Feminism in Russia: From Soviet Samizdat to Online Activism
This event was co-sponsored by the Sakharov Center.
In July 1980, a group of female dissidents were expelled from the Soviet Union for publishing a samizdat journal, where they contemplated social issues such as the double burden, family pressures, and unequal treatment toward women in a supposedly egalitarian society. In post-Soviet Russia, new groups have emerged in support of women’s rights, and today a new generation of activists is promoting the values of feminism and equality in a civil society that is increasingly under pressure. In this panel marking the forty year anniversary of the expulsion, Dmitry Kozlov, Ella Rossman, and Valerie Sperling considered the past and present of the Russian feminist agenda and discussed the relationship between feminists and other human rights activists in Russia.
This conversation took place in Russian and English with interpretation. To watch the Russian version, please click here.
"In July 1973, the three main editor-and-chiefs, Tatiana Mamonova, Tatiana Goricheva, Natalia Malakhovskaya, published their own text and they found other authors like Julia Voznesenskaya, who had just come back from prison, so she took part in actions by Leningrad artists and there were other wonderful women, like Yelena Schwartz, a co-editor from Leningrad. It's sort of a spy story. What happened next was tiny, 120-page, handwritten, but it was a collection of texts covering topics that were not discussed in Soviet editions. There were magazines like Krestyanka or Rabotnitsa, magazines for women, but this almanac covered things like the shortage of consumer goods or food products. It also spoke about how women were carrying the burden of raising children and caring for sick relatives. It spoke about the horrible conditions in some maternity clinics and abortion centers, about the vsituation of women in prison, what happens to women and young girls who find themselves behind bars after some minor crimes, unlike official magazines for women."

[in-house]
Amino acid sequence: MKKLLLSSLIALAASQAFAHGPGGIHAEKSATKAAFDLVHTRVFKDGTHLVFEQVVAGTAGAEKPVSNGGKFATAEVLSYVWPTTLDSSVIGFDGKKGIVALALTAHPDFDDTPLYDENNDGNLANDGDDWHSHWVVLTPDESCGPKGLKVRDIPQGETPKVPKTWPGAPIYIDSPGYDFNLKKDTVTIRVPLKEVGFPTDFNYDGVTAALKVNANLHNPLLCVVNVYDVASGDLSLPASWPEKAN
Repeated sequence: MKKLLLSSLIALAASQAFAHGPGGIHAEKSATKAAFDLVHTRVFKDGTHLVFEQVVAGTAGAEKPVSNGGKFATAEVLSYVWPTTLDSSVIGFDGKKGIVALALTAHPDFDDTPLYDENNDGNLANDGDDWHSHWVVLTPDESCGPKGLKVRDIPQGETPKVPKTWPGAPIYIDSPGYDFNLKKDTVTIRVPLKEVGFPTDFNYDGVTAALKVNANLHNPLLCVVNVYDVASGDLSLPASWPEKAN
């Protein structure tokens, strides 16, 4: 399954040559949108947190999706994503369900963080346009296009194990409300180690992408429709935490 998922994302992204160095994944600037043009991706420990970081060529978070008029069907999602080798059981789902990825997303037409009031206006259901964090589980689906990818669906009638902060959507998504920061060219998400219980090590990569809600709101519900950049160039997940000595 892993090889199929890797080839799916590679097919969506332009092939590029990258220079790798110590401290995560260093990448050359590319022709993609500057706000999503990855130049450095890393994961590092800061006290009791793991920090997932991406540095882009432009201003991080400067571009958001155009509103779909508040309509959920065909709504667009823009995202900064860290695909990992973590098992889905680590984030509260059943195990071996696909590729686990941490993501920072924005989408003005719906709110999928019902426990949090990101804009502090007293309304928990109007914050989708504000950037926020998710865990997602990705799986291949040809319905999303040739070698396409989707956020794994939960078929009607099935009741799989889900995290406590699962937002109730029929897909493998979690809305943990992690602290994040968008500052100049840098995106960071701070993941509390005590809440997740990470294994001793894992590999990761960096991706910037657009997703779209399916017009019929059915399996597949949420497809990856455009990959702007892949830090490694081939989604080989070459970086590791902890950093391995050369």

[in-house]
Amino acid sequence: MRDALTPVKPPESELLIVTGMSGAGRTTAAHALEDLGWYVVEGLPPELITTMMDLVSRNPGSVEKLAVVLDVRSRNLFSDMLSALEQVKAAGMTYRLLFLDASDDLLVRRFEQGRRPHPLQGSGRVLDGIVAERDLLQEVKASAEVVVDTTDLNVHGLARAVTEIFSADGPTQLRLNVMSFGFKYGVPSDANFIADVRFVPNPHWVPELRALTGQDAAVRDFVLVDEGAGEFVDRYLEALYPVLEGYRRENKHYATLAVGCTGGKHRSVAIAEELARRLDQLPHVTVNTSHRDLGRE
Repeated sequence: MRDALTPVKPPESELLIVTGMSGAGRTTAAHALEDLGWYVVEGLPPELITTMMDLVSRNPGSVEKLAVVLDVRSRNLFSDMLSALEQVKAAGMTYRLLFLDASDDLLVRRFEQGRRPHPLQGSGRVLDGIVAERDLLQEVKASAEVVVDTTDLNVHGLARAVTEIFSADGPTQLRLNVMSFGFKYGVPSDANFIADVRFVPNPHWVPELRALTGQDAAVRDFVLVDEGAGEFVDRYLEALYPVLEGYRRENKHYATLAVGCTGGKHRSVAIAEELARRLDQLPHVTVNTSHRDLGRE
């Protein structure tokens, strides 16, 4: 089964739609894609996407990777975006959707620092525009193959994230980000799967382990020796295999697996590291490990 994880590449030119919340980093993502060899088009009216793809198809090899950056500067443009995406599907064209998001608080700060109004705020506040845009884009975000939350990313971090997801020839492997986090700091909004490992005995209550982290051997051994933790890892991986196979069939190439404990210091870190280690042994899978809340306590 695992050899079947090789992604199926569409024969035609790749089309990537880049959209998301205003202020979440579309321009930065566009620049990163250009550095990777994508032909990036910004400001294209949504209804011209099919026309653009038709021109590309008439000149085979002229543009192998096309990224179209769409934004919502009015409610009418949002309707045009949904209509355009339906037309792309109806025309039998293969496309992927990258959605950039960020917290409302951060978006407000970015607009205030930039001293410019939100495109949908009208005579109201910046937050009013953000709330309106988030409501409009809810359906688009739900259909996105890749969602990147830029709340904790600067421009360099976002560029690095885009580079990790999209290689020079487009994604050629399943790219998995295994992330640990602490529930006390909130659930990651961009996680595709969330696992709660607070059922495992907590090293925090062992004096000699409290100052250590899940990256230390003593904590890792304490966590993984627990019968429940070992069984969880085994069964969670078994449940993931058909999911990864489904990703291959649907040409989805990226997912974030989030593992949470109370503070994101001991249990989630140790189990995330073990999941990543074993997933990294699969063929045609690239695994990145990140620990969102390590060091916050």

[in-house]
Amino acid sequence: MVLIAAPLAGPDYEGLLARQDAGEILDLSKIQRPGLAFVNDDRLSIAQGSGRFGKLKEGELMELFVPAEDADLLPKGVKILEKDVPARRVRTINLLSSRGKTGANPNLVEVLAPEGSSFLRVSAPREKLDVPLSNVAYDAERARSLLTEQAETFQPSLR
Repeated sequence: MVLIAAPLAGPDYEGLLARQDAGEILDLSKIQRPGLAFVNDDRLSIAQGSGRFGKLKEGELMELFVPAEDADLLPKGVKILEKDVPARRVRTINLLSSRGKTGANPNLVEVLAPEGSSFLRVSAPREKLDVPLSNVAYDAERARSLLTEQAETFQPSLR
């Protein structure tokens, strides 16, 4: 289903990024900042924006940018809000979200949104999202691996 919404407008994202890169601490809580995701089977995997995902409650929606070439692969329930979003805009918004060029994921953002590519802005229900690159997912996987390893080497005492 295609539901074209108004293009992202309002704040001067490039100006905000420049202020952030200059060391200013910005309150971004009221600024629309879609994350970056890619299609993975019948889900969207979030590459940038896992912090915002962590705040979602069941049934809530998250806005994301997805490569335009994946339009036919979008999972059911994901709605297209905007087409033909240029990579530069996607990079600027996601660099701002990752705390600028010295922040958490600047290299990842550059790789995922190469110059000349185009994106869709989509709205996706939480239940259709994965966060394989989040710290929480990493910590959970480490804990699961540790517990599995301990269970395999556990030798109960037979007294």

"Samizdat happened to be the site where women found freedom, but there were some problems which were ignored. However, by 1979, samizdat was not a toy for small groups of dissidents or underground poets, but rather, a wide network igniting a series of editorials which could ignore Soviet censorship. It's important to understand that our protagonists could only publish their texts in samizdat."
“Feminism is still somehow regarded as dangerous. In my view, it is dangerous at least in part because feminism undermines the legitimation of strategy of the regime; Putin’s political legitimacy [...] rests on a socially constructed distinction between male and female, between masculinity and femininity [...]. Without that framework of understanding, you can’t use the kind of political legitimation strategy that the Russian regime has been using under Putin. And feminism is dangerous precisely because it explicitly reveals and questions that patriarchal hierarchy where masculinity is valued over femininity.”